“I think this is gonna be an educational opportunity within the GLBT community to encourage people, no matter what — if they are called a name, if someone throws something at them or they are physically assaulted — to report it,” Harney said in an interview after the meeting. Harney suggested hate crime victim services be added to the United Way’s 211 information hot line that provides listings for a variety of local agencies.‘It’s disappointing’ Others at the meeting said the incident shed doubt on their perception of Asheville as a gay-friendly place.“Outside of Asheville, the city has a reputation of being very open. I was shocked to learn that this is not the case; it’s disappointing,” said Cliff Yudell, who recently moved to Asheville from Miami to retire. “There needs to be a central organization that deals with gay rights and concerns, and the larger community should care about this.”Sasha Tobin, 23, said she walks all over town to save gas money, and she wants to have someone to call if she feels like she’s in danger.“Five other women live in my house that identify as queer, and we shouldn’t have to feel at risk every time we walk from our house to downtown,” she said.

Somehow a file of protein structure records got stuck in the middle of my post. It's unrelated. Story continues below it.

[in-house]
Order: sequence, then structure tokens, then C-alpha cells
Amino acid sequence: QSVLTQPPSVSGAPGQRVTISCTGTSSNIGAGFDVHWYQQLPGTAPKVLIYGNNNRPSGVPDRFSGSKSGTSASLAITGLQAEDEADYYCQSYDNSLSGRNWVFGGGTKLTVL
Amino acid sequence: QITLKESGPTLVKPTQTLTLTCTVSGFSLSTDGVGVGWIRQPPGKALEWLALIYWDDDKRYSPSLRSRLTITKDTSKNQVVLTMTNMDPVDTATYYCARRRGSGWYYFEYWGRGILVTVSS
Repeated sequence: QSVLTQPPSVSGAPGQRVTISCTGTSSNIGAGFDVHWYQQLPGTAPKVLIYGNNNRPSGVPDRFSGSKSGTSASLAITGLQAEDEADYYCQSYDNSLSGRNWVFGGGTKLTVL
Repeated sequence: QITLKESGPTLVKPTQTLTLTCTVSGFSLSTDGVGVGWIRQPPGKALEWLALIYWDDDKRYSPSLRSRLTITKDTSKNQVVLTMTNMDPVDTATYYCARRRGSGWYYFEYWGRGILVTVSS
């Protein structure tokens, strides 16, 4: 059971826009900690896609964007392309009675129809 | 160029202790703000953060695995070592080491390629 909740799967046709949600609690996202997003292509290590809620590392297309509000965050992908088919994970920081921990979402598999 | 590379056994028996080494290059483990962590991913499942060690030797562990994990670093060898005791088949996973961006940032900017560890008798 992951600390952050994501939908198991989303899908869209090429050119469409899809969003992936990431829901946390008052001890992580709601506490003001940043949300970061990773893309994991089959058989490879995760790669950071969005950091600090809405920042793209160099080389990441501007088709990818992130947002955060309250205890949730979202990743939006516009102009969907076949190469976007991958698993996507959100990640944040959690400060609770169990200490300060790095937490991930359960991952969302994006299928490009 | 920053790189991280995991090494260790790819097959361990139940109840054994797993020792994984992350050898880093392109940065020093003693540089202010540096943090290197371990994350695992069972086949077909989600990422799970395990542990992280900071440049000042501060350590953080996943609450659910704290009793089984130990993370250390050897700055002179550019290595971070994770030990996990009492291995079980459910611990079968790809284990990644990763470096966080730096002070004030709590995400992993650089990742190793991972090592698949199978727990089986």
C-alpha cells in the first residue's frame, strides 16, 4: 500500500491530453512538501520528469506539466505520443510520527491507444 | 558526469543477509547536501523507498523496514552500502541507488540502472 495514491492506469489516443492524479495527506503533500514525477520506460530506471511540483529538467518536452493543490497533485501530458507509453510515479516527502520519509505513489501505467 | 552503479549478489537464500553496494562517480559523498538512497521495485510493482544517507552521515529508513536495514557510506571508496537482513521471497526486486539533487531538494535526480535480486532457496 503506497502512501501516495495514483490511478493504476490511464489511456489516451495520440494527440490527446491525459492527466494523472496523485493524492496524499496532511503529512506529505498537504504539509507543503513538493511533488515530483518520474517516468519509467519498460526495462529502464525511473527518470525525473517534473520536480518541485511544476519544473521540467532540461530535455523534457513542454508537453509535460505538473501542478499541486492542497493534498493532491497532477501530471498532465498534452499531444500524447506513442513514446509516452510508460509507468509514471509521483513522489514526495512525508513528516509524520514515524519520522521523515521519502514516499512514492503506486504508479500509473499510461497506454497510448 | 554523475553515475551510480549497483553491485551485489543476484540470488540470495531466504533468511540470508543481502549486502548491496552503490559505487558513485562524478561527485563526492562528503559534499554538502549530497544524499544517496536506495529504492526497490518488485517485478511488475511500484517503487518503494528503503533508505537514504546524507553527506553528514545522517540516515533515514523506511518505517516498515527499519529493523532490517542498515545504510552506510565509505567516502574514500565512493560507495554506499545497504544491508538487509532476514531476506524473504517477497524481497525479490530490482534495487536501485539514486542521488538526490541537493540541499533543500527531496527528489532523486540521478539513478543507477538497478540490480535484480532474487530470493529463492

Investigating the crime
Police are investigating possible connections between the July 6 robbery and several other incidents reported in the city last weekend, Splain said.He also explained why the police had not immediately acknowledged that the incident had been reported after receiving calls earlier this week from people in the community asking about a gay bashing on Haywood Street.Because the report was listed as a common-law robbery, he said, it wasn’t immediately clear what incident they were asking about.Splain said reports in Asheville of crimes motivated by hatred against gays are rare, though he suspects many may go unreported by those who don’t want to make their sexual orientation public. “There always needs to be some awareness that people are treated differently based on their sexual preference or race,” he said.

Lack of legal protections